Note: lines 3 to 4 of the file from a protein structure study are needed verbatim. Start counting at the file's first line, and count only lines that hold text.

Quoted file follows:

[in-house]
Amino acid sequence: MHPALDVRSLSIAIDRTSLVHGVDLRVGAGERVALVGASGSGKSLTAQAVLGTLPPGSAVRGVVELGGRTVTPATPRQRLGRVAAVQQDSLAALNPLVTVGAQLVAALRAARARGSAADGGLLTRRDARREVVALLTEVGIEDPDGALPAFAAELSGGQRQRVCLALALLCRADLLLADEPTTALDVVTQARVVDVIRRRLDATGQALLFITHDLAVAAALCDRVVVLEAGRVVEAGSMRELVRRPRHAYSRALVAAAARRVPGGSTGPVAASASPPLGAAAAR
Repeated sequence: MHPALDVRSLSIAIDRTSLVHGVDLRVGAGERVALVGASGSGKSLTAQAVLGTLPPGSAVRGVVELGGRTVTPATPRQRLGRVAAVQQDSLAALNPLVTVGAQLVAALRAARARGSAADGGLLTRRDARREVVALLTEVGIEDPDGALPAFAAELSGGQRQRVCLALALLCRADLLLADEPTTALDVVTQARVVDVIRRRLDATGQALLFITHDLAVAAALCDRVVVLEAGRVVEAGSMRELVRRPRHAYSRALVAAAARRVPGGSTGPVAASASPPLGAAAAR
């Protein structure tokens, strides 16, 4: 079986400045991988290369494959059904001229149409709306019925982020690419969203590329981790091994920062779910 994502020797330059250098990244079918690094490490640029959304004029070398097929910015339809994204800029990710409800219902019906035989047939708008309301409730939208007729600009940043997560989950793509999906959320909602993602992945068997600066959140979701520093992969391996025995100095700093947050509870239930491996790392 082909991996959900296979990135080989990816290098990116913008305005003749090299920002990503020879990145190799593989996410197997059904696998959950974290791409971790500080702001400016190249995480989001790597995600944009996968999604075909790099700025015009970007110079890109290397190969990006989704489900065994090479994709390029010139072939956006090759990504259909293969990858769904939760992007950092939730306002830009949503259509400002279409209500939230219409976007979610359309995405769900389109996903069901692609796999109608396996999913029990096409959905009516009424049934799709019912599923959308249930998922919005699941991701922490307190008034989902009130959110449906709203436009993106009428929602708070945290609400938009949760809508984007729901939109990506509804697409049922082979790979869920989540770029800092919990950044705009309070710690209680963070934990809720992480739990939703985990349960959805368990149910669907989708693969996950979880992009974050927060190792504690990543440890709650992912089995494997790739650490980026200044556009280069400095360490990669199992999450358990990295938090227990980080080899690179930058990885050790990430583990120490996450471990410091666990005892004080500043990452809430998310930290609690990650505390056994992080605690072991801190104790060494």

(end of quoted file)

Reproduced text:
Repeated sequence: MHPALDVRSLSIAIDRTSLVHGVDLRVGAGERVALVGASGSGKSLTAQAVLGTLPPGSAVRGVVELGGRTVTPATPRQRLGRVAAVQQDSLAALNPLVTVGAQLVAALRAARARGSAADGGLLTRRDARREVVALLTEVGIEDPDGALPAFAAELSGGQRQRVCLALALLCRADLLLADEPTTALDVVTQARVVDVIRRRLDATGQALLFITHDLAVAAALCDRVVVLEAGRVVEAGSMRELVRRPRHAYSRALVAAAARRVPGGSTGPVAASASPPLGAAAAR
């Protein structure tokens, strides 16, 4: 079986400045991988290369494959059904001229149409709306019925982020690419969203590329981790091994920062779910 994502020797330059250098990244079918690094490490640029959304004029070398097929910015339809994204800029990710409800219902019906035989047939708008309301409730939208007729600009940043997560989950793509999906959320909602993602992945068997600066959140979701520093992969391996025995100095700093947050509870239930491996790392 082909991996959900296979990135080989990816290098990116913008305005003749090299920002990503020879990145190799593989996410197997059904696998959950974290791409971790500080702001400016190249995480989001790597995600944009996968999604075909790099700025015009970007110079890109290397190969990006989704489900065994090479994709390029010139072939956006090759990504259909293969990858769904939760992007950092939730306002830009949503259509400002279409209500939230219409976007979610359309995405769900389109996903069901692609796999109608396996999913029990096409959905009516009424049934799709019912599923959308249930998922919005699941991701922490307190008034989902009130959110449906709203436009993106009428929602708070945290609400938009949760809508984007729901939109990506509804697409049922082979790979869920989540770029800092919990950044705009309070710690209680963070934990809720992480739990939703985990349960959805368990149910669907989708693969996950979880992009974050927060190792504690990543440890709650992912089995494997790739650490980026200044556009280069400095360490990669199992999450358990990295938090227990980080080899690179930058990885050790990430583990120490996450471990410091666990005892004080500043990452809430998310930290609690990650505390056994992080605690072991801190104790060494």